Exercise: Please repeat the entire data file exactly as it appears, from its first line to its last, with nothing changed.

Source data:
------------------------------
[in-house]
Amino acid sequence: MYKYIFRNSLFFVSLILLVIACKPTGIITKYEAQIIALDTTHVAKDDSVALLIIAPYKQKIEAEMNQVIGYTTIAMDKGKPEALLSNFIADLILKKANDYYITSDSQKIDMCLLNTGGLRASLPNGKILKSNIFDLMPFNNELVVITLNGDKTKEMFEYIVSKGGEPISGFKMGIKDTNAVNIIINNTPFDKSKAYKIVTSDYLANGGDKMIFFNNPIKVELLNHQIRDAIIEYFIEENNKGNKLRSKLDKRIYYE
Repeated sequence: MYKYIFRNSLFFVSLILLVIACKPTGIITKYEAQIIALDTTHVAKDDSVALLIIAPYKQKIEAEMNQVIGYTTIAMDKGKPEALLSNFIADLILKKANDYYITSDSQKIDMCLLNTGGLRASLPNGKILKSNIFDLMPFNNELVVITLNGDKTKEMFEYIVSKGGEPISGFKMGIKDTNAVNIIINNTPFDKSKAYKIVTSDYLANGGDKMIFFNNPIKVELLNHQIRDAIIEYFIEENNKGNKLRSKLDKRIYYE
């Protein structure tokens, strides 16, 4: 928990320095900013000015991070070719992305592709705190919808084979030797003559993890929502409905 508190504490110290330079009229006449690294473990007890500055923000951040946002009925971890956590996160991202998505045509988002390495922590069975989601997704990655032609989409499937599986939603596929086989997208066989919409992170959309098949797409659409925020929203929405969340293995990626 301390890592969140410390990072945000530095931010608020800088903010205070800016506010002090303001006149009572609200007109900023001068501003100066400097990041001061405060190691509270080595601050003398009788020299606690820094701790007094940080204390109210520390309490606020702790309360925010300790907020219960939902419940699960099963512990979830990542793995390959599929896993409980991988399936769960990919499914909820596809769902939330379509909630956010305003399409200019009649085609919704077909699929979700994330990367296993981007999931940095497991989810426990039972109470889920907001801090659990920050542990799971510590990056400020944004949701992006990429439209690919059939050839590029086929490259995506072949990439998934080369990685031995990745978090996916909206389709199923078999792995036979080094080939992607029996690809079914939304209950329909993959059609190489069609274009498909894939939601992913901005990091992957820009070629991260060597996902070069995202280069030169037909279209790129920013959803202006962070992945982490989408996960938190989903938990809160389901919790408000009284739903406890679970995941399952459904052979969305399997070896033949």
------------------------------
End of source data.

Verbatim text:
[in-house]
Amino acid sequence: MYKYIFRNSLFFVSLILLVIACKPTGIITKYEAQIIALDTTHVAKDDSVALLIIAPYKQKIEAEMNQVIGYTTIAMDKGKPEALLSNFIADLILKKANDYYITSDSQKIDMCLLNTGGLRASLPNGKILKSNIFDLMPFNNELVVITLNGDKTKEMFEYIVSKGGEPISGFKMGIKDTNAVNIIINNTPFDKSKAYKIVTSDYLANGGDKMIFFNNPIKVELLNHQIRDAIIEYFIEENNKGNKLRSKLDKRIYYE
Repeated sequence: MYKYIFRNSLFFVSLILLVIACKPTGIITKYEAQIIALDTTHVAKDDSVALLIIAPYKQKIEAEMNQVIGYTTIAMDKGKPEALLSNFIADLILKKANDYYITSDSQKIDMCLLNTGGLRASLPNGKILKSNIFDLMPFNNELVVITLNGDKTKEMFEYIVSKGGEPISGFKMGIKDTNAVNIIINNTPFDKSKAYKIVTSDYLANGGDKMIFFNNPIKVELLNHQIRDAIIEYFIEENNKGNKLRSKLDKRIYYE
């Protein structure tokens, strides 16, 4: 928990320095900013000015991070070719992305592709705190919808084979030797003559993890929502409905 508190504490110290330079009229006449690294473990007890500055923000951040946002009925971890956590996160991202998505045509988002390495922590069975989601997704990655032609989409499937599986939603596929086989997208066989919409992170959309098949797409659409925020929203929405969340293995990626 301390890592969140410390990072945000530095931010608020800088903010205070800016506010002090303001006149009572609200007109900023001068501003100066400097990041001061405060190691509270080595601050003398009788020299606690820094701790007094940080204390109210520390309490606020702790309360925010300790907020219960939902419940699960099963512990979830990542793995390959599929896993409980991988399936769960990919499914909820596809769902939330379509909630956010305003399409200019009649085609919704077909699929979700994330990367296993981007999931940095497991989810426990039972109470889920907001801090659990920050542990799971510590990056400020944004949701992006990429439209690919059939050839590029086929490259995506072949990439998934080369990685031995990745978090996916909206389709199923078999792995036979080094080939992607029996690809079914939304209950329909993959059609190489069609274009498909894939939601992913901005990091992957820009070629991260060597996902070069995202280069030169037909279209790129920013959803202006962070992945982490989408996960938190989903938990809160389901919790408000009284739903406890679970995941399952459904052979969305399997070896033949």